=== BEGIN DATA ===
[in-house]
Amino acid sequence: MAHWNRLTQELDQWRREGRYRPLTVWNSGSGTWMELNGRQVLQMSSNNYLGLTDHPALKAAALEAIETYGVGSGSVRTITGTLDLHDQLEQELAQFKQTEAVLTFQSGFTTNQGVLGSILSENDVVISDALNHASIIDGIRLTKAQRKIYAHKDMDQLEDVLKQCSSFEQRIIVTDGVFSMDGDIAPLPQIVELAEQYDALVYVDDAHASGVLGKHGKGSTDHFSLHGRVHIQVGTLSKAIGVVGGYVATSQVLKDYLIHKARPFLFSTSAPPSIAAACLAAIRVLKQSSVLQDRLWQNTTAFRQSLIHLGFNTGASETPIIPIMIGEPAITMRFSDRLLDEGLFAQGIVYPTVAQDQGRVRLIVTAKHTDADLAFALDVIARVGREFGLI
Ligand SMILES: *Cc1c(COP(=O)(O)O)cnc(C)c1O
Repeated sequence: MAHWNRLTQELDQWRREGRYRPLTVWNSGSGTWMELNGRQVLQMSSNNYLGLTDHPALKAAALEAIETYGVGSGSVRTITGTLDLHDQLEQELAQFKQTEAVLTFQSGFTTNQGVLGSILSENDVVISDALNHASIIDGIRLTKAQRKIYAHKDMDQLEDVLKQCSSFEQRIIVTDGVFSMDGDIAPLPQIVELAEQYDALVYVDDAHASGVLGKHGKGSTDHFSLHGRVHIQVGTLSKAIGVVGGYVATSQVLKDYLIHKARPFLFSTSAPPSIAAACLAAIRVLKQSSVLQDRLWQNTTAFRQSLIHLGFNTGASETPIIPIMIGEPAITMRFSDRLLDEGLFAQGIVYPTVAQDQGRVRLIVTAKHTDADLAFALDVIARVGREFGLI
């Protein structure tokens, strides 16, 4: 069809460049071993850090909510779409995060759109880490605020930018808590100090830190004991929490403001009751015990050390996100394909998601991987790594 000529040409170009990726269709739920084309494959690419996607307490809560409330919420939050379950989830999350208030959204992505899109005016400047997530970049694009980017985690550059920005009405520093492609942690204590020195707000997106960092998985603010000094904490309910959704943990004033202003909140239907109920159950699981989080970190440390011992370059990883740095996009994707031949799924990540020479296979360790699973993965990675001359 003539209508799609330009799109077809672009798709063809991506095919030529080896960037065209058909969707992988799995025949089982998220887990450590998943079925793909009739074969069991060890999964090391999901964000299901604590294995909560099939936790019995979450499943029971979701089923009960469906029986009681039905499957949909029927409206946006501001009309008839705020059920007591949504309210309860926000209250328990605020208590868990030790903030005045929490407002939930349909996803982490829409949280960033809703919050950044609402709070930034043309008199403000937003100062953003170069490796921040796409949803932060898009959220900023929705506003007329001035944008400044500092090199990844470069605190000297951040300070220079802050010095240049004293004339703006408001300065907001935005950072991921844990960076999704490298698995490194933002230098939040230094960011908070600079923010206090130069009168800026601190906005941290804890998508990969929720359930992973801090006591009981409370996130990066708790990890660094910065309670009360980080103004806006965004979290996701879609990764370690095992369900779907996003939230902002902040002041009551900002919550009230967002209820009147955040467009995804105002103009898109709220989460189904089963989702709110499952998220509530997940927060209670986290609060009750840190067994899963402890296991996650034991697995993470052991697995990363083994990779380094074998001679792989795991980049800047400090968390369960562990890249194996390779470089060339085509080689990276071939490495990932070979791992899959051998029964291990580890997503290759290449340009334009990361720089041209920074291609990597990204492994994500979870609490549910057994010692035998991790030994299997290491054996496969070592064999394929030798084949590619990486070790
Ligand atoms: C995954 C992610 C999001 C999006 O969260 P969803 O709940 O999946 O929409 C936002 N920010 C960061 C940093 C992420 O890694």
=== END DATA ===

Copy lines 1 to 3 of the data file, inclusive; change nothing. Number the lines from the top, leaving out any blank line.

[in-house]
Amino acid sequence: MAHWNRLTQELDQWRREGRYRPLTVWNSGSGTWMELNGRQVLQMSSNNYLGLTDHPALKAAALEAIETYGVGSGSVRTITGTLDLHDQLEQELAQFKQTEAVLTFQSGFTTNQGVLGSILSENDVVISDALNHASIIDGIRLTKAQRKIYAHKDMDQLEDVLKQCSSFEQRIIVTDGVFSMDGDIAPLPQIVELAEQYDALVYVDDAHASGVLGKHGKGSTDHFSLHGRVHIQVGTLSKAIGVVGGYVATSQVLKDYLIHKARPFLFSTSAPPSIAAACLAAIRVLKQSSVLQDRLWQNTTAFRQSLIHLGFNTGASETPIIPIMIGEPAITMRFSDRLLDEGLFAQGIVYPTVAQDQGRVRLIVTAKHTDADLAFALDVIARVGREFGLI
Ligand SMILES: *Cc1c(COP(=O)(O)O)cnc(C)c1O